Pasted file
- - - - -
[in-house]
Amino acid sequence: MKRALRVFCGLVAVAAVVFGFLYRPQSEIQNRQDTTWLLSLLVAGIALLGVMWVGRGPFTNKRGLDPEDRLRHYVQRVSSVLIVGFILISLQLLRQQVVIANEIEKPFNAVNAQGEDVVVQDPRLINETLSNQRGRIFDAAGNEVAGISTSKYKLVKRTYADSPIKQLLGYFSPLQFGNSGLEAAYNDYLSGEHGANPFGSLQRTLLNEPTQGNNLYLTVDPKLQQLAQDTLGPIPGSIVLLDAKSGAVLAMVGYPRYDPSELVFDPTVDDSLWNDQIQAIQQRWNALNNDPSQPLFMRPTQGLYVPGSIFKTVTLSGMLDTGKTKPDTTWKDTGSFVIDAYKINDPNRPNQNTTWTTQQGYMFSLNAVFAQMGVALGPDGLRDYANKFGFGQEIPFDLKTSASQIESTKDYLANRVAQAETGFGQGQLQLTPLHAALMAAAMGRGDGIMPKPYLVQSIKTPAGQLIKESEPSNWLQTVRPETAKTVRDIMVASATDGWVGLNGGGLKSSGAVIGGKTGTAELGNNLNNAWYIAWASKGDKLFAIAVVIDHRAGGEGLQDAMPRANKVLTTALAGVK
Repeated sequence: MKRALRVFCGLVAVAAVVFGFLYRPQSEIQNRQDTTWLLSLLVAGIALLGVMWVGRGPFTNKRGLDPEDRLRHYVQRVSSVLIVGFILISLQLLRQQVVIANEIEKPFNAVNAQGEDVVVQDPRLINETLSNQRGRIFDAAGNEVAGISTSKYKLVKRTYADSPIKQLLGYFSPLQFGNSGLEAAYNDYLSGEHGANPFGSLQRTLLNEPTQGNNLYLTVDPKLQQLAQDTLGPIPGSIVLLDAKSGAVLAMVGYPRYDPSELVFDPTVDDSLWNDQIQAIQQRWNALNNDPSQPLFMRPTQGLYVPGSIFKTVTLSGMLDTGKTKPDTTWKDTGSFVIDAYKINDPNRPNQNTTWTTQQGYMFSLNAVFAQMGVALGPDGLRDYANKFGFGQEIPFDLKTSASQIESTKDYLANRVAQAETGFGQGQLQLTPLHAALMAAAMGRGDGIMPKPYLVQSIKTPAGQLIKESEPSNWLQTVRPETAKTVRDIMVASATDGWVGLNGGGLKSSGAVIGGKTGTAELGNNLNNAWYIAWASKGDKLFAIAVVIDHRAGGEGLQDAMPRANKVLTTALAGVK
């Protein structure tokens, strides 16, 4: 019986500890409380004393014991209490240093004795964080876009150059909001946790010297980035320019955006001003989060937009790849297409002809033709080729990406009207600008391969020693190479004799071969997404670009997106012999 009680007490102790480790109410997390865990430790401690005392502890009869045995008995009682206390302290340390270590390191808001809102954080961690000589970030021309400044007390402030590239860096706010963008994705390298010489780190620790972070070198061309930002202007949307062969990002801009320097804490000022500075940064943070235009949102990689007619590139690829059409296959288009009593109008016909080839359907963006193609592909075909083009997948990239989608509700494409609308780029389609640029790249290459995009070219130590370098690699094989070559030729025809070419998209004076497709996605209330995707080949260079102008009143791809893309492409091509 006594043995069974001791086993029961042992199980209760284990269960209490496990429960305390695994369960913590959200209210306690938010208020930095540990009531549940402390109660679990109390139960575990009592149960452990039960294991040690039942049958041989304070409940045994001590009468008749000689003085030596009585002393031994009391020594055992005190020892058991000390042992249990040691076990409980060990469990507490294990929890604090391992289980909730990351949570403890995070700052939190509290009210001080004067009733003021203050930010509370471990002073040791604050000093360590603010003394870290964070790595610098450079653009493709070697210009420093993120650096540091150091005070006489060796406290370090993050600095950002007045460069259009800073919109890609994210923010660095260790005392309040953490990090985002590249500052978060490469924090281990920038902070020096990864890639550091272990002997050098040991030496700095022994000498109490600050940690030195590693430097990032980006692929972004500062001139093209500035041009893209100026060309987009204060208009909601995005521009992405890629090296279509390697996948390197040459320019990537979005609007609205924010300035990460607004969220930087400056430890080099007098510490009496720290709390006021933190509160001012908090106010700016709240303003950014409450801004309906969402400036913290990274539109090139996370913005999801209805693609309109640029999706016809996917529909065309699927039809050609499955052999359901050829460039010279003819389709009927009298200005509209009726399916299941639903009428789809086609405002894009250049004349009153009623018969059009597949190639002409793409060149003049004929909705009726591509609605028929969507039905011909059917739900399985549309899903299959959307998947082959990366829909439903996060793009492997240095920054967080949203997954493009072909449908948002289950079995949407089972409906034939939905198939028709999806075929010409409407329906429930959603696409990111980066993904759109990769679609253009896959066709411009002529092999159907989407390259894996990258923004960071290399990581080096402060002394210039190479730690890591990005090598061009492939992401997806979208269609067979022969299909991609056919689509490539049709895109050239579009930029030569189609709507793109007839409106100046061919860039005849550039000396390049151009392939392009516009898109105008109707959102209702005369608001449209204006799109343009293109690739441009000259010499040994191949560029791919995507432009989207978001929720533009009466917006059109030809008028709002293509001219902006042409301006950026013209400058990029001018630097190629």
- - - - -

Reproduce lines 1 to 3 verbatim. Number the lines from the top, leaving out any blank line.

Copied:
[in-house]
Amino acid sequence: MKRALRVFCGLVAVAAVVFGFLYRPQSEIQNRQDTTWLLSLLVAGIALLGVMWVGRGPFTNKRGLDPEDRLRHYVQRVSSVLIVGFILISLQLLRQQVVIANEIEKPFNAVNAQGEDVVVQDPRLINETLSNQRGRIFDAAGNEVAGISTSKYKLVKRTYADSPIKQLLGYFSPLQFGNSGLEAAYNDYLSGEHGANPFGSLQRTLLNEPTQGNNLYLTVDPKLQQLAQDTLGPIPGSIVLLDAKSGAVLAMVGYPRYDPSELVFDPTVDDSLWNDQIQAIQQRWNALNNDPSQPLFMRPTQGLYVPGSIFKTVTLSGMLDTGKTKPDTTWKDTGSFVIDAYKINDPNRPNQNTTWTTQQGYMFSLNAVFAQMGVALGPDGLRDYANKFGFGQEIPFDLKTSASQIESTKDYLANRVAQAETGFGQGQLQLTPLHAALMAAAMGRGDGIMPKPYLVQSIKTPAGQLIKESEPSNWLQTVRPETAKTVRDIMVASATDGWVGLNGGGLKSSGAVIGGKTGTAELGNNLNNAWYIAWASKGDKLFAIAVVIDHRAGGEGLQDAMPRANKVLTTALAGVK
Repeated sequence: MKRALRVFCGLVAVAAVVFGFLYRPQSEIQNRQDTTWLLSLLVAGIALLGVMWVGRGPFTNKRGLDPEDRLRHYVQRVSSVLIVGFILISLQLLRQQVVIANEIEKPFNAVNAQGEDVVVQDPRLINETLSNQRGRIFDAAGNEVAGISTSKYKLVKRTYADSPIKQLLGYFSPLQFGNSGLEAAYNDYLSGEHGANPFGSLQRTLLNEPTQGNNLYLTVDPKLQQLAQDTLGPIPGSIVLLDAKSGAVLAMVGYPRYDPSELVFDPTVDDSLWNDQIQAIQQRWNALNNDPSQPLFMRPTQGLYVPGSIFKTVTLSGMLDTGKTKPDTTWKDTGSFVIDAYKINDPNRPNQNTTWTTQQGYMFSLNAVFAQMGVALGPDGLRDYANKFGFGQEIPFDLKTSASQIESTKDYLANRVAQAETGFGQGQLQLTPLHAALMAAAMGRGDGIMPKPYLVQSIKTPAGQLIKESEPSNWLQTVRPETAKTVRDIMVASATDGWVGLNGGGLKSSGAVIGGKTGTAELGNNLNNAWYIAWASKGDKLFAIAVVIDHRAGGEGLQDAMPRANKVLTTALAGVK